We've been writing, or I have written to the Cabinet Secretary about the reduction in our grant in aid, and we've had a response from our new Minister this week saying that her officials will be working with us to look at how we can build our budget to a more sustainable level and look at, perhaps, innovative ways of raising income, perhaps from charges, from renewable energies et cetera. So, we want to try and sustain the organisation, but build other income beyond the grant in aid that we get from Welsh Government.


Yes, I just wanted to understand the nature of the correspondence you have around the budget. Is it a question of the Minister saying to you, 'These are the reductions you've got to prepare for', and then you going back to the Minister and having this discussion about how you achieve that? Or is it more a question of you saying to the Minister, or the Cabinet Secretary, of course, at the time, 'These are the obligations that we have under the different pieces of legislation that you as a Government have promoted through the Assembly, and this is the amount of money that we'll need to deliver them'? Which sort of process are you taking?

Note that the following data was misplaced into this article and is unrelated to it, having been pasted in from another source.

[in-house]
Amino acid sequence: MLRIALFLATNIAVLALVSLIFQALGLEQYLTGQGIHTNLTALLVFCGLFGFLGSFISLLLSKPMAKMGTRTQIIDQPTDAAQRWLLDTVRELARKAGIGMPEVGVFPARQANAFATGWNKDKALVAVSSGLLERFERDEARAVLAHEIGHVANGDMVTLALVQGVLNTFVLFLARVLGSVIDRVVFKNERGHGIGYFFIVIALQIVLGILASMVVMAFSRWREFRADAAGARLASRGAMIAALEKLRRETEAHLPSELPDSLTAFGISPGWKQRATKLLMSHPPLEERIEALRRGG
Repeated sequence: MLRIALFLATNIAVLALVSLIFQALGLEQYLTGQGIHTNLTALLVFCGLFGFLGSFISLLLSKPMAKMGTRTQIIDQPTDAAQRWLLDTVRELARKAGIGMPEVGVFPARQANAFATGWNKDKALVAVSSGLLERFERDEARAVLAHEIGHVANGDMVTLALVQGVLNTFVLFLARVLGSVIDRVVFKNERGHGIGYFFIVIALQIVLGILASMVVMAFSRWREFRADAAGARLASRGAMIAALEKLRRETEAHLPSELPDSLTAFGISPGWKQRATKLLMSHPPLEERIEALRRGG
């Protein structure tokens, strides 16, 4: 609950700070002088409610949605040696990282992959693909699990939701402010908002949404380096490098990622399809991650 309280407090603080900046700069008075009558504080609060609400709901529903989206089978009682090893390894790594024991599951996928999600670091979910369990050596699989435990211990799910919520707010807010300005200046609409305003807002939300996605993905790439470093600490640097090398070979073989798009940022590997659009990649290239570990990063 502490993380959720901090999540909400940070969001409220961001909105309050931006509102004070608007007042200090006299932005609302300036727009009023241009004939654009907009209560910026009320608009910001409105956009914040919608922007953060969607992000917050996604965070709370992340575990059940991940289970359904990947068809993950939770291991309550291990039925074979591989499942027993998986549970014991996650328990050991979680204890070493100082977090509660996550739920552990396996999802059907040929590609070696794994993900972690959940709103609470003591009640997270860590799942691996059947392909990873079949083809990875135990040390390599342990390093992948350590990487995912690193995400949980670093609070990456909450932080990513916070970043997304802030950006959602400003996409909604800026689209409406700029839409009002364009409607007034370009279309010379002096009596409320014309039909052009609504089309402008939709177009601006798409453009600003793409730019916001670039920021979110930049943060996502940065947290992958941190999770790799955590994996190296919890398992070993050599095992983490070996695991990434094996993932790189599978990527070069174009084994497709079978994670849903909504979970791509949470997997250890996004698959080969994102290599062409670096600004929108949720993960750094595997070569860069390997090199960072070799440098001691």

It's a bit of both. The Cabinet Secretary met monthly with the chief executive and myself; we hope we're going to continue that with the new Minister. We have a very open and engaging dialogue about finances, as does Kevin, with officials, as you can imagine. But we felt that it was important to actually, in the draft budget process, make it absolutely clear to the Cabinet Secretary what the obligations on us, statutorily, are and where we feel, in the medium to longer term future, there will be challenges.

We cannot go on doing everything. More and more people are expecting us to deliver more and more, and that just cannot be done against a reduction in finance and a reduction in staff numbers. In the first four and a half years, we've reduced our staff numbers by 500, and that's significant, when we started with 2,200.